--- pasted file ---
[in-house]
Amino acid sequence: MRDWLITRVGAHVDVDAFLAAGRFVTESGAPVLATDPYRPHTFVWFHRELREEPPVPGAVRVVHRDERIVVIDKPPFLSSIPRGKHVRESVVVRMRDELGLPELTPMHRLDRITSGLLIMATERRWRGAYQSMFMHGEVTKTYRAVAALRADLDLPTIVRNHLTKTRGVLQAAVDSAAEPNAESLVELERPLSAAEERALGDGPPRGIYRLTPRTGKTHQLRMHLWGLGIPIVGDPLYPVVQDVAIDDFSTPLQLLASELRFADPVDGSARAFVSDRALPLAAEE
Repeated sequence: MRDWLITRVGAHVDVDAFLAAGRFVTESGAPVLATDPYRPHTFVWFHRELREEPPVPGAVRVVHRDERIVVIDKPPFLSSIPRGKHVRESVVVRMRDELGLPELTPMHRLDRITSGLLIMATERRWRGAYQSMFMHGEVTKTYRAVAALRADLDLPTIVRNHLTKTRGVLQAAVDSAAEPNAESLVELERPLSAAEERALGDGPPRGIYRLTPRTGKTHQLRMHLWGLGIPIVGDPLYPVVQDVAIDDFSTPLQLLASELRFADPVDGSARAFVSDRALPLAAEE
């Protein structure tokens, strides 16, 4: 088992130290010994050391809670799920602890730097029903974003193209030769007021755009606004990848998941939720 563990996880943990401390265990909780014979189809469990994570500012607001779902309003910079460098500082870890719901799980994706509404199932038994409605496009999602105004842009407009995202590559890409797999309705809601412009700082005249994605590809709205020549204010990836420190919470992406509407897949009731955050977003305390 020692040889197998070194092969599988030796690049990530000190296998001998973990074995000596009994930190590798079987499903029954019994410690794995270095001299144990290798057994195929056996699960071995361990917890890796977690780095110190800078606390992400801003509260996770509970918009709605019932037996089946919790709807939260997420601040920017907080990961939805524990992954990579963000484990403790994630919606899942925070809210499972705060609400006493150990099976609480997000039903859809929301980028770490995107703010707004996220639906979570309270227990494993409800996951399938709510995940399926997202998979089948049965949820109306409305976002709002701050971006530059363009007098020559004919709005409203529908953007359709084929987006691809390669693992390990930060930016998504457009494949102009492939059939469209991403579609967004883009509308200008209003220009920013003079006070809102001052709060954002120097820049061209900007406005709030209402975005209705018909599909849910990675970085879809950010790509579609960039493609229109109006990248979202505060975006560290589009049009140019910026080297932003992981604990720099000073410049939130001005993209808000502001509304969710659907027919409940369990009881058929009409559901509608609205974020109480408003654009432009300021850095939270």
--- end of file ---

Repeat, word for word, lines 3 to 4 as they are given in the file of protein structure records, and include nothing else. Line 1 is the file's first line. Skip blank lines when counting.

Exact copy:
Repeated sequence: MRDWLITRVGAHVDVDAFLAAGRFVTESGAPVLATDPYRPHTFVWFHRELREEPPVPGAVRVVHRDERIVVIDKPPFLSSIPRGKHVRESVVVRMRDELGLPELTPMHRLDRITSGLLIMATERRWRGAYQSMFMHGEVTKTYRAVAALRADLDLPTIVRNHLTKTRGVLQAAVDSAAEPNAESLVELERPLSAAEERALGDGPPRGIYRLTPRTGKTHQLRMHLWGLGIPIVGDPLYPVVQDVAIDDFSTPLQLLASELRFADPVDGSARAFVSDRALPLAAEE
């Protein structure tokens, strides 16, 4: 088992130290010994050391809670799920602890730097029903974003193209030769007021755009606004990848998941939720 563990996880943990401390265990909780014979189809469990994570500012607001779902309003910079460098500082870890719901799980994706509404199932038994409605496009999602105004842009407009995202590559890409797999309705809601412009700082005249994605590809709205020549204010990836420190919470992406509407897949009731955050977003305390 020692040889197998070194092969599988030796690049990530000190296998001998973990074995000596009994930190590798079987499903029954019994410690794995270095001299144990290798057994195929056996699960071995361990917890890796977690780095110190800078606390992400801003509260996770509970918009709605019932037996089946919790709807939260997420601040920017907080990961939805524990992954990579963000484990403790994630919606899942925070809210499972705060609400006493150990099976609480997000039903859809929301980028770490995107703010707004996220639906979570309270227990494993409800996951399938709510995940399926997202998979089948049965949820109306409305976002709002701050971006530059363009007098020559004919709005409203529908953007359709084929987006691809390669693992390990930060930016998504457009494949102009492939059939469209991403579609967004883009509308200008209003220009920013003079006070809102001052709060954002120097820049061209900007406005709030209402975005209705018909599909849910990675970085879809950010790509579609960039493609229109109006990248979202505060975006560290589009049009140019910026080297932003992981604990720099000073410049939130001005993209808000502001509304969710659907027919409940369990009881058929009409559901509608609205974020109480408003654009432009300021850095939270």